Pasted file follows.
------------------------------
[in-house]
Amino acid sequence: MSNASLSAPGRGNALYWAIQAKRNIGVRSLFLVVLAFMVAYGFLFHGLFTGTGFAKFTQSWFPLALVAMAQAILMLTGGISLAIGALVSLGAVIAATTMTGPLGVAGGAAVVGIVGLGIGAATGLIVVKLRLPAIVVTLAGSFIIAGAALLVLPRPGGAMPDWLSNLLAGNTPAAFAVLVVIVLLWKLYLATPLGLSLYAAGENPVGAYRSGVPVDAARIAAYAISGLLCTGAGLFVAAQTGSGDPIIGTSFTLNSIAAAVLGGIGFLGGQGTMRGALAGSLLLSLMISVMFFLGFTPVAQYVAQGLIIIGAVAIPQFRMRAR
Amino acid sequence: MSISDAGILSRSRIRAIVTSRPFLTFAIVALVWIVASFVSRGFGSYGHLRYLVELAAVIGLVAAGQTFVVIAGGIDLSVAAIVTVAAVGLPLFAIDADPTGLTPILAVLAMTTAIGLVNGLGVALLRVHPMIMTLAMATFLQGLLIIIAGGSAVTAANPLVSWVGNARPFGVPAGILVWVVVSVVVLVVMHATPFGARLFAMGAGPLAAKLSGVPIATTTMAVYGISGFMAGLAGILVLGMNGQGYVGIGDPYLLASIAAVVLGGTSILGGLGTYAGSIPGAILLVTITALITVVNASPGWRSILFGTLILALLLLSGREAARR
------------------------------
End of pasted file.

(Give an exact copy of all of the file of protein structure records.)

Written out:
[in-house]
Amino acid sequence: MSNASLSAPGRGNALYWAIQAKRNIGVRSLFLVVLAFMVAYGFLFHGLFTGTGFAKFTQSWFPLALVAMAQAILMLTGGISLAIGALVSLGAVIAATTMTGPLGVAGGAAVVGIVGLGIGAATGLIVVKLRLPAIVVTLAGSFIIAGAALLVLPRPGGAMPDWLSNLLAGNTPAAFAVLVVIVLLWKLYLATPLGLSLYAAGENPVGAYRSGVPVDAARIAAYAISGLLCTGAGLFVAAQTGSGDPIIGTSFTLNSIAAAVLGGIGFLGGQGTMRGALAGSLLLSLMISVMFFLGFTPVAQYVAQGLIIIGAVAIPQFRMRAR
Amino acid sequence: MSISDAGILSRSRIRAIVTSRPFLTFAIVALVWIVASFVSRGFGSYGHLRYLVELAAVIGLVAAGQTFVVIAGGIDLSVAAIVTVAAVGLPLFAIDADPTGLTPILAVLAMTTAIGLVNGLGVALLRVHPMIMTLAMATFLQGLLIIIAGGSAVTAANPLVSWVGNARPFGVPAGILVWVVVSVVVLVVMHATPFGARLFAMGAGPLAAKLSGVPIATTTMAVYGISGFMAGLAGILVLGMNGQGYVGIGDPYLLASIAAVVLGGTSILGGLGTYAGSIPGAILLVTITALITVVNASPGWRSILFGTLILALLLLSGREAARR